U.S. Bank's new campaign from Carmichael Lynch leaves a lot to the imagination.
For example, in "New House," a young couple tour their dream home … which hasn't been built yet. Most of the story takes place in an expansive field. At one point, when the woman "hangs up" her jacket, it simply floats, completely unsupported, since there aren't any hooks to hold it—or even walls. Later, when she and her partner check out the second level, they appear to be walking on air: There are no stairs to climb or floors to stand on.
Every interaction in the house takes place in their imaginations until the final seconds, when the dwelling materializes around them. "The difference between possible and impossible," the voiceover says, is "a person who believes they can—surrounded and supported by others, by us, who believe it too."
The campaign breaks today and introduces the tagline "The Power of Possible."
A second commercial, "Restaurant," follows two business partners exploring a dusty, dilapidated industrial space, dreaming of what might be one day. An oily covering for battered machinery becomes a tablecloth, conforming to the shape of an invisible table. When one partner pantomimes lighting a candle, a bright flame flickers before her eyes. Later, as she "cooks," fire flares from an imaginary skillet.
At the end, the place transforms into a hot spot, packed with patrons savoring their meals.
The work conveys U.S. Bank's willingness "to support people early on, when they're wondering and planning and hoping to do something," Marty Senn, CL's chief creative officer, tells AdFreak. "You're usually there—doing business with a bank—because of something that's very personal and important to you, but a lot of that's missing from work in the category."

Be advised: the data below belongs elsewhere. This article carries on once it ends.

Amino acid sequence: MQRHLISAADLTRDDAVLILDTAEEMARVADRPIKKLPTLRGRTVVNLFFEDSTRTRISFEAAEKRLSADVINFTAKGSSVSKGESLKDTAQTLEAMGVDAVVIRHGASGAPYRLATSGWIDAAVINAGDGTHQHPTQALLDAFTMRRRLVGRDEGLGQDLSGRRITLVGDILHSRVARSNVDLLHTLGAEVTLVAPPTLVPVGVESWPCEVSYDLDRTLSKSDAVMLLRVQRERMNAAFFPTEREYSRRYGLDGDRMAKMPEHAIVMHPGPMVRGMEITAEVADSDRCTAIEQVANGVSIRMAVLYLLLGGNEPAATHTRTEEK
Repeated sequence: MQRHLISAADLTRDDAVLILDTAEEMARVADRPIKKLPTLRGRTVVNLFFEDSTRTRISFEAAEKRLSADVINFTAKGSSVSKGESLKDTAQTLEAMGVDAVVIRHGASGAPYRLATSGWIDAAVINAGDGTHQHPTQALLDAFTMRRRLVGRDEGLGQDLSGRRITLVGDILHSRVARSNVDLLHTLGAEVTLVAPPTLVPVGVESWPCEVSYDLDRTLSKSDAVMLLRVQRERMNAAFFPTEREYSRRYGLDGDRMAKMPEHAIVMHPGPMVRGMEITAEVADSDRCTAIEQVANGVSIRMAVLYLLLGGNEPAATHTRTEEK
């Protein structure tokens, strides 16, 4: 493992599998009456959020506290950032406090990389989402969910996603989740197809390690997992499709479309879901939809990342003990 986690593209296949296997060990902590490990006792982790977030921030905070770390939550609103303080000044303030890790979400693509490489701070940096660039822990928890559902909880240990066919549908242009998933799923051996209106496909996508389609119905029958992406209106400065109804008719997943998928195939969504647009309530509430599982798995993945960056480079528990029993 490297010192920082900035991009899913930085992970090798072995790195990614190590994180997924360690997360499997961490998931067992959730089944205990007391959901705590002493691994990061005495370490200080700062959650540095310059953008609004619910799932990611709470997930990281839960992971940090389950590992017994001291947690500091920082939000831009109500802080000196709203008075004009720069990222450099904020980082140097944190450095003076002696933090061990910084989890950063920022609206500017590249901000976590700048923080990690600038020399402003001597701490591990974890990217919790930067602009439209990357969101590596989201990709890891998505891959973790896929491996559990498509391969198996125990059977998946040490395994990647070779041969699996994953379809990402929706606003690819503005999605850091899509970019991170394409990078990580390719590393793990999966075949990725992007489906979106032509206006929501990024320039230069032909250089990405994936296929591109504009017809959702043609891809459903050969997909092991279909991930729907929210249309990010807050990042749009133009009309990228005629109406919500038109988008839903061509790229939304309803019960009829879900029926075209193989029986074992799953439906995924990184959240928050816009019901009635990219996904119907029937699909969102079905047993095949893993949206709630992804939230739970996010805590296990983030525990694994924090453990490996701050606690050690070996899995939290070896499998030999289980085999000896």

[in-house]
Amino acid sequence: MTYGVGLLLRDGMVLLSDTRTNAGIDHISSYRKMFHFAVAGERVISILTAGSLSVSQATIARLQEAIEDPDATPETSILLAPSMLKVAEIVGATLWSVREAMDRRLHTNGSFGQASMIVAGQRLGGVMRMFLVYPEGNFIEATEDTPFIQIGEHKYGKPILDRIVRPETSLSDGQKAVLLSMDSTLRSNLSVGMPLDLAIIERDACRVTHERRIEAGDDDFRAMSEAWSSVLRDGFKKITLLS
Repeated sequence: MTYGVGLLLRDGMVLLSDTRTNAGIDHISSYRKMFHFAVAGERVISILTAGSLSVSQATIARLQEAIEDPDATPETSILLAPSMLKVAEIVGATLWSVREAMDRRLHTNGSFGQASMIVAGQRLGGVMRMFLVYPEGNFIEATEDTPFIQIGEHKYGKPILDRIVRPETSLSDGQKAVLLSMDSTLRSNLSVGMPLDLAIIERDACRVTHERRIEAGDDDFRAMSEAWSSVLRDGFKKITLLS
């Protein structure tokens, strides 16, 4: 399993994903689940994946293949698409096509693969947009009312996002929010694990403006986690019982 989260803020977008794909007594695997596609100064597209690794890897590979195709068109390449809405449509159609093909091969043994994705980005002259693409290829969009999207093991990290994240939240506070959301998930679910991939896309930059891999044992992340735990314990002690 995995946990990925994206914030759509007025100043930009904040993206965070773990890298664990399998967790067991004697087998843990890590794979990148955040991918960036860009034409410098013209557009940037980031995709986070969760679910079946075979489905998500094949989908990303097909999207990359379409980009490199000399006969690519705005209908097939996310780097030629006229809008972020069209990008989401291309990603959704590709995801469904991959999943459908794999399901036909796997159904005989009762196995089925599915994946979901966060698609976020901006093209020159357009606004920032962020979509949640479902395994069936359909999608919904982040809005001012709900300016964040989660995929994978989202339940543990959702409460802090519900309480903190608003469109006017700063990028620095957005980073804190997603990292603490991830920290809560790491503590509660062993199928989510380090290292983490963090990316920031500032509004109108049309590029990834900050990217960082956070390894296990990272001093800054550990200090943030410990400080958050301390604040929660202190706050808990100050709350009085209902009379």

Naturally, the unusual creative approach presented some challenges.
"It was really important to us, and to [MJZ director] Nicolai Fuglsig, that it never felt like a dance or mime," Senn says. Rather, the audience had to believe that "these people were really moving through their ideal spaces—but we, as viewers, just couldn't see it yet."
To achieve that effect, the scenes were shot in actual house and restaurant sets, giving the actors physical objects for interaction. Later, those objects—doorknobs, stairs, wall-hooks, candles, skillets—were painstakingly removed, and the footage synced up with the outdoor and industrial-space environments.
This was done because pure pantomime is much tougher than it looks. For example, when actors pretend to reach for doorknobs, "they dip down rather than keeping it on a level plane," says Senn.
For the client, green-lighting such novel ads "was definitely a leap of faith, but one they wanted and were asking to make," Senn adds. "They were as excited as we were to be looking at scripts that didn't feel like bank scripts."
Ultimately, the finished product is quite compelling, and it might just inspire viewers to connect with U.S. Bank and explore some possibilities in their own lives.
Client: U.S. Bank
Agency: Carmichael Lynch
Chief Creative Officer: Marty Senn
Associate Creative Director: Puja Shah
Senior Writer: Ryan Falch
Head of Production: Joe Grundhoefer
Executive Content Producer: Freddie Richards
Director of Business Affairs: Vicki Oachs
Managing Director: Kim Bock
Account Director: Sarah Larsen
Account Supervisor: Mackenzie Kauffman
Senior Project Manager: Shannon Gabrick
Production Company: MJZ
Director: Nicolai Fuglsig
President: David Zander
Executive Producer: Emma Wilcockson
Producer: Karen O'Brien
Director of Photography: Hoyte Van Hoytema
Production Designer: Christopher Glass
Edit House: Rock Paper Scissors NY
Editor: Mikkel EG Nielsen
Assistant Editor: Alex Liu
Executive Producer: Eve Kornblum
Producer: Lisa Barnable
VFX House: Method
Executive Producer: Stephanie Gilgar
Producer: Julie Osborn
VFX Supervisor: Olivier Dumont
CG Supervisor: Pouyan Navid
Comp Superviser: Brian Delmonico
Audio Mix: SisterBoss
Sound Design: Robot Repair/ SisterBoss
Music Company: Robot Repair
Voiceover Talent: Reid Scott (Announcer)